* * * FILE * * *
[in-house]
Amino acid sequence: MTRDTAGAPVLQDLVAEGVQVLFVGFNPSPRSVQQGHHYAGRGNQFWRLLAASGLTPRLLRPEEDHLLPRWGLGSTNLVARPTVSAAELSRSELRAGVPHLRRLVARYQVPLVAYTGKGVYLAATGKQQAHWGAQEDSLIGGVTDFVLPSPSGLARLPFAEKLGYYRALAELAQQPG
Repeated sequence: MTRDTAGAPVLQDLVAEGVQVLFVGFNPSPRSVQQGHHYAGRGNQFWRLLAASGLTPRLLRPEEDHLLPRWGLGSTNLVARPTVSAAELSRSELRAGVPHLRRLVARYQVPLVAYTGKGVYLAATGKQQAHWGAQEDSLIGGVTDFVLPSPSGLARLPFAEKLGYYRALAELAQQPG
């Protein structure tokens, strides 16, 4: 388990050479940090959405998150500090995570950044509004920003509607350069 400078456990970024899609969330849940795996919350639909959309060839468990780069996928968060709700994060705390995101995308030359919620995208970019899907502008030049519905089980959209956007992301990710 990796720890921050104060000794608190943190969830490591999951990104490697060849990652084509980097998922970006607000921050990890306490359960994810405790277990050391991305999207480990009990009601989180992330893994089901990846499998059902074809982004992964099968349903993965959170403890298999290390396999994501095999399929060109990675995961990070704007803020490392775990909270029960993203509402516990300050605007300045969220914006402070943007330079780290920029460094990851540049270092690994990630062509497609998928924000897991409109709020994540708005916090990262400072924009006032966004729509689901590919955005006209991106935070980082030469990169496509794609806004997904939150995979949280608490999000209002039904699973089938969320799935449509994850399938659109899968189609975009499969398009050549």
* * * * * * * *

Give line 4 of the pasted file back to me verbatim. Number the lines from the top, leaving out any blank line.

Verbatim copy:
């Protein structure tokens, strides 16, 4: 388990050479940090959405998150500090995570950044509004920003509607350069 400078456990970024899609969330849940795996919350639909959309060839468990780069996928968060709700994060705390995101995308030359919620995208970019899907502008030049519905089980959209956007992301990710 990796720890921050104060000794608190943190969830490591999951990104490697060849990652084509980097998922970006607000921050990890306490359960994810405790277990050391991305999207480990009990009601989180992330893994089901990846499998059902074809982004992964099968349903993965959170403890298999290390396999994501095999399929060109990675995961990070704007803020490392775990909270029960993203509402516990300050605007300045969220914006402070943007330079780290920029460094990851540049270092690994990630062509497609998928924000897991409109709020994540708005916090990262400072924009006032966004729509689901590919955005006209991106935070980082030469990169496509794609806004997904939150995979949280608490999000209002039904699973089938969320799935449509994850399938659109899968189609975009499969398009050549």